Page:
May 22, 2005
Fisherman's Daughters

My aunt turned 75 yesterday. I still can't quite get my head around it...she is strong, and full of life. Only when she broke her arm two years ago did she ever seem even slightly slowed down and somewhat mortal.

We're from fishing stock. My grandad was born on the Irish Sea (as the legend goes) and was fishing from before he was born. When he came here, he had a boat and his daughters often helped on the seas. His son, of course, was overseas in WWII. The above picture was taken around 1938. My Aunt, who turned 75, is the one on the far left. My Mom is the toddler sitting on her eldest sister's lap.

She's always been a bit rough around the edges. Tough exterior, but would give you the last penny she had if she thought it would help. She married at 17 to a wild, partying man who's mother had been shot and wounded in a saloon fight a few years before. She and my Uncle had 6 kids, and lost one to SIDS at 3 months old. My Uncle did become an alcoholic, but she loved him dearly. Never complained and taught us young how to make drinks watered down so he wouldn't know it. Like dipping your finger in the gin bottle and then lacing around the top of the glass so his taste would be of pure booze. When he was dying of cancer in 1995, she tended to him so he could go at home and ministered his medicines with the care of the greatest nurse. The wake was one of the best parties I think I'd ever been to and I think my Uncle would have been very proud.

When she fell down the stairs while carrying the laundry a couple years ago, she phoned my mom and said 'I broke my f*ckin' arm'. I don't think she would even know how to speak, if it wasn't her rather colourful vernacular. Turns out she had not only fallen down 12 concrete stairs, but had broken the upper part of her arm and had to shimmy to the phone which took her a good 45 minutes as she kept passing out. But she wasn't one to complain, and wouldn't mention that part, only that she was more worried that dinner was on the stove and she wouldn't be back from the hospital in time to fix it.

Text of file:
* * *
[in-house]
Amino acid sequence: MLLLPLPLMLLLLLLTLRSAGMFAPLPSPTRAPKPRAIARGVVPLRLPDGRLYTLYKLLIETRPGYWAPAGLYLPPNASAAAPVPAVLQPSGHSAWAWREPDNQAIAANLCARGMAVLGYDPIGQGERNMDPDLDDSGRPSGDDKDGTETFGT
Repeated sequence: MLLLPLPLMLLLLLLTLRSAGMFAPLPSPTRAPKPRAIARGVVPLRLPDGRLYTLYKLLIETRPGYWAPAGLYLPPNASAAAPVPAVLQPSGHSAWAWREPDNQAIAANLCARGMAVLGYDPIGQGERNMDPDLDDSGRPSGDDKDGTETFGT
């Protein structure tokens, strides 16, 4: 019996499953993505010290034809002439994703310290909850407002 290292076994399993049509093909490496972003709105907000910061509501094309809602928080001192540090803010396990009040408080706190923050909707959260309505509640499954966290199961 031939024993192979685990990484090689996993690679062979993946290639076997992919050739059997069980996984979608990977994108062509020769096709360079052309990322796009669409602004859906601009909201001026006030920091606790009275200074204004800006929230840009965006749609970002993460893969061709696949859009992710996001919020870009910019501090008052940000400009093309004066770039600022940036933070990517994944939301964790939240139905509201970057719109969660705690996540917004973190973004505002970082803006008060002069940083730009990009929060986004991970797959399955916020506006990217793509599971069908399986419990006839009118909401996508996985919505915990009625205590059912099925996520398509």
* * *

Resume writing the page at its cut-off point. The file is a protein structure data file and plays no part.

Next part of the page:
When we arrived at the hospital, we found her looking feisty and argumentative with a hospital gown draped over her splinted upper arm. As they couldn't put it on her properly, she was lying there fairly exposed, her clothes in tatters at her side. 'F*ckin' doctors. They're lettin' me sit here with my dairy's out'. That always makes me laugh. But she took her injury with surprising ease, learning to readapt to everything she did, and sewing new clothes for herself that would fit over the cast. She once casually mentioned that she had to sleep in the recliner as she couldn't lay down and that had been after 4 months. Never once did she ever complain or whine.

We had cake for her last night, and next weekend is a surprise party. We're working on getting a bunch of old pictures of her to put in a slideshow.

Vancouver, British Columbia
A patriotic Canadian full of visions of a better Canada, random thoughts and a lot of hot air. Who am I? A struggling writer and photographer, who looks forward to a better Canada. I read. A lot. I learn. A lot. I push myself. A lot. The world is a small place, and getting smaller every day. I'm proud to have friends in every corner of the earth, and abide by the old adage that there are no strangers, only friends we haven't met yet.
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Turning thirty and a half
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